Direct primary care

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In the United States, direct primary care (DPC) is primary care offered directly to the consumer, without insurance administration. It is an umbrella term, incorporating various health care delivery systems that involve direct financial relationships between patients and health care providers.

Background[edit]

Direct primary care is intended to remove many of the financial barriers of healthcare.[neutrality is disputed] Often, there are no insurance co-pays, deductibles or co-insurance fees thus avoiding the overhead and complexity of maintaining relationships with insurers.[1]

Under this model, patients may pay a combination of visit fees and/or fixed monthly fees which grant them access to a set of medical services, including same and next-day appointments, both in the form of house-calls and office visits.

Typically a direct primary care arrangement is paired with either:

  • A high-deductible health plan, as DPC alone will not cover catastrophic health care such as most surgeries
  • A health savings account, or health reimbursement account as the associated tax-benefits can generally be applied to DPC and other medical expenses.

One of the lesser known provisions of the Patient Protection and Affordable Care Act can be found in Section 1301 (and amendment Section 10104). This provision allows for direct primary care to compete with traditional health insurance options in the mandated Health insurance exchange when combined with a low cost high deductible plan.

Advantages[edit]

Direct primary care practices do not typically accept insurance payments, thus avoiding the overhead and complexity of maintaining relationships with insurers, which can take as much as $0.10 - $0.20 of each medical dollar spent.[2] Consequently, because direct pay members are usually automatically billed a physicians practice's cash flow can also be improved.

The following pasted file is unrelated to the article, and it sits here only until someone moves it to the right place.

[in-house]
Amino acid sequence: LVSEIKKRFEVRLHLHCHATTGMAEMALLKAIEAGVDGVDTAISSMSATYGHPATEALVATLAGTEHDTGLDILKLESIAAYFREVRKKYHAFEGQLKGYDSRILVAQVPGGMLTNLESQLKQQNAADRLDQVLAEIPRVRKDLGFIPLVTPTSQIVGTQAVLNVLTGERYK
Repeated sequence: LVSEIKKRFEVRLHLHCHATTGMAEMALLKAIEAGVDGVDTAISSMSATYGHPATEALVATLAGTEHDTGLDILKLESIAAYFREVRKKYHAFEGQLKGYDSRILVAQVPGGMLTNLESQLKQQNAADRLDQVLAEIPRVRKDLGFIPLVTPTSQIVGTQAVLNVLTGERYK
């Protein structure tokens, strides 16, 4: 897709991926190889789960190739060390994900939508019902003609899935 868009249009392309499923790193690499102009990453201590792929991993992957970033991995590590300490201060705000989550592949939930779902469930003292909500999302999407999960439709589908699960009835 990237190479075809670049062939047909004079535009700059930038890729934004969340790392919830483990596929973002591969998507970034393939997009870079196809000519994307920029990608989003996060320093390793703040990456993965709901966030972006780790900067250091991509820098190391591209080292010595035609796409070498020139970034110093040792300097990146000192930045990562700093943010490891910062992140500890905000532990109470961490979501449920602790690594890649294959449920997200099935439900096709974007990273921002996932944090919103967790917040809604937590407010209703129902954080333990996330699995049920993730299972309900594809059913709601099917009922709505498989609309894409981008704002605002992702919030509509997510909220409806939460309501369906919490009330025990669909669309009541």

Because direct primary care payments are typically paid over time, rather than in return for specific services, the economic incentives are such that the long-term health of the patient is the most lucrative situation for the doctor. As such, preventative care gains greater emphasis under DPC.[3]

Medicare pilot program[edit]

The Direct M.D. Care Act of 2011, sponsored by Representative Bill Cassidy [R-LA], proposes a pilot program of direct primary care projects under Medicare Part B. As of May 2012, the bill has seven co-sponsors, five Democrats (Luis V. Gutierrez, [D-IL], Mike Honda [D-CA], Jared Polis [D-CO], Allyson Schwartz [D-PA] Adam Smith, [D-WA]) and two Republicans (Dan Benishek [R-MI], Phil Gingrey, [R-GA]).[4][non-primary source needed]

See also[edit]

References[edit]

  1. ^ "Direct Primary Care". Health 401k. 30 December 2011. Retrieved 8 January 2012. 
  2. ^ Pierre, Yong (2010). The Healthcare Imperative: Lowering Costs and Improving Outcomes: Workshop Series Summary. Washington DC: The National Academies Press. pp. 141–174. 
  3. ^ Chase, Dave. "How direct primary care reduces primary care costs". KevinMD.com. Retrieved 17 February 2012. 
  4. ^ 112th U.S. Congress: Direct M.D. Care Act of 2011 (H.R. 3315) from THOMAS